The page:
Yesterday we bickered over the crumpled parent letter in her backpack
which has become an oversized shell,
filled with found rocks and plastic bags and an old banana peel and chip bits. Mom, she sighed, hefting the pack and the day
onto the sofa with an eye roll. Slam of a textbook
on the table, and then a few deliberate stomps
marked the Leave me alone trajectory
to her room
where a blank screen and clicks would animate
a world far from laundry, from cleaning brooms.
Now this morning I’m watching her walk to class.
Her hair is in two long braids, a repeated pattern of embedded hands
tendering their gestures of comfort, of feminine and loved containment,
touching her coltish back and arms as if to coax her forward.
Ponytails. Pigtails. The animal of her hair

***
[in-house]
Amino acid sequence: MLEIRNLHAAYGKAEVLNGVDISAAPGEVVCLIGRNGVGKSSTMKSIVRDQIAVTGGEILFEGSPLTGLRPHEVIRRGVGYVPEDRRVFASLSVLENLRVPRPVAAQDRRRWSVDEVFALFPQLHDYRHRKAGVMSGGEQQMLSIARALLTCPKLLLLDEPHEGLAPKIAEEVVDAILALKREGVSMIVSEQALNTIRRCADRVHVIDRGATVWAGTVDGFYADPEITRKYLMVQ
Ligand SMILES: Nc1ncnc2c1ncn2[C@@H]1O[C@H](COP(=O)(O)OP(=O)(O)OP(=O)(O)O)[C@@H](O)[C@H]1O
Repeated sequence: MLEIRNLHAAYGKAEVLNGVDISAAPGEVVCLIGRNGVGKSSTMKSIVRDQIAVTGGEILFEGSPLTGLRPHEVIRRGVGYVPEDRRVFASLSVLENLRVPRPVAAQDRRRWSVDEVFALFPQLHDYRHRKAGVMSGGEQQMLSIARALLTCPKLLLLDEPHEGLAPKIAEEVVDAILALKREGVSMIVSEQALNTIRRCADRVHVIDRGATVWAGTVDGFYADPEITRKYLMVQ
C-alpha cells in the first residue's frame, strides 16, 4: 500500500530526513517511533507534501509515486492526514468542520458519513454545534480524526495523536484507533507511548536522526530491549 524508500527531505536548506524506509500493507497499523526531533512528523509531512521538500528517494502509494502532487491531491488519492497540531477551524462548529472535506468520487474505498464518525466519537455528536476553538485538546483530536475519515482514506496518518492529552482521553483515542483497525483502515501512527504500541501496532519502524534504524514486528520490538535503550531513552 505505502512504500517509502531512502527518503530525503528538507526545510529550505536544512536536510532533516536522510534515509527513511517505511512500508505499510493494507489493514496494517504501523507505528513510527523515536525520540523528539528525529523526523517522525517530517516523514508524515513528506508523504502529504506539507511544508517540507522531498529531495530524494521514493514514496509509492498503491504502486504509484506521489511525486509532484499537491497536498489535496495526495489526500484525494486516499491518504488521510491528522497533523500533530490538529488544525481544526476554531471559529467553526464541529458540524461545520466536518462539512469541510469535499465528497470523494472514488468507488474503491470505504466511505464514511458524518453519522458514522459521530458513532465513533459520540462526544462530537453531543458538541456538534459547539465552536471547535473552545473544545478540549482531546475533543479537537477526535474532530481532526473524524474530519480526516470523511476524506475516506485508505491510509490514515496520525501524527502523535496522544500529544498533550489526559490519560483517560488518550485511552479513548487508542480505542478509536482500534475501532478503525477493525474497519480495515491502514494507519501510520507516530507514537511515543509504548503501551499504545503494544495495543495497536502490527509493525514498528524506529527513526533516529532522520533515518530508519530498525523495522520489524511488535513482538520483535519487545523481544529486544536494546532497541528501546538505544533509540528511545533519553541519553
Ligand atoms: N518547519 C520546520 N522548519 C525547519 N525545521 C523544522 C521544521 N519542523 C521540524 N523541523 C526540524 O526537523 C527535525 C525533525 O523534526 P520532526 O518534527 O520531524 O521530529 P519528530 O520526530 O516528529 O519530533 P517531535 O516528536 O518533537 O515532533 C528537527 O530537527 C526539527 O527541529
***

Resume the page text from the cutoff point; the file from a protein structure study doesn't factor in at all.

marks its own innocence, and see
how she rushes to the gates?
A leap over one stair
and now another
and, turning one last time to wave,
she disappears into the swirl.
I’m in the car. The radio is silent.
Near the bay a train calls.
Her childhood turns into a memory like sunlight through glass
and becomes something I would hold onto,
would have held onto,
would have loved more,
had I known.
But I didn’t. We don’t. We never do.
I turn the key and drive home.
Johanna Rauhala is a mother, a teacher, and a writer. She has written essays for Edutopia and has had poetry published in the Finnish North American Literary society’s “Kippis” magazine.